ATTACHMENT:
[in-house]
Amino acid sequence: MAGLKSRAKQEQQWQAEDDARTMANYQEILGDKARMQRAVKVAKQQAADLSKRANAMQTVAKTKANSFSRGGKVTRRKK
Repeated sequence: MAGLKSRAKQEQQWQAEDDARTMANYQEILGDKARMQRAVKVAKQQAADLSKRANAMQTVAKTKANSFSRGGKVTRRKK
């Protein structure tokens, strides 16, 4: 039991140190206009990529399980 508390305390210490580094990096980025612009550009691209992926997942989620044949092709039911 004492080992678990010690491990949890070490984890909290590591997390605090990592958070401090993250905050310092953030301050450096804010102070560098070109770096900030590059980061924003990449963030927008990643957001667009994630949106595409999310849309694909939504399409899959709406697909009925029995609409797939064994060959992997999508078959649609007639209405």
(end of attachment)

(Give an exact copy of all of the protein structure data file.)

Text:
[in-house]
Amino acid sequence: MAGLKSRAKQEQQWQAEDDARTMANYQEILGDKARMQRAVKVAKQQAADLSKRANAMQTVAKTKANSFSRGGKVTRRKK
Repeated sequence: MAGLKSRAKQEQQWQAEDDARTMANYQEILGDKARMQRAVKVAKQQAADLSKRANAMQTVAKTKANSFSRGGKVTRRKK
């Protein structure tokens, strides 16, 4: 039991140190206009990529399980 508390305390210490580094990096980025612009550009691209992926997942989620044949092709039911 004492080992678990010690491990949890070490984890909290590591997390605090990592958070401090993250905050310092953030301050450096804010102070560098070109770096900030590059980061924003990449963030927008990643957001667009994630949106595409999310849309694909939504399409899959709406697909009925029995609409797939064994060959992997999508078959649609007639209405």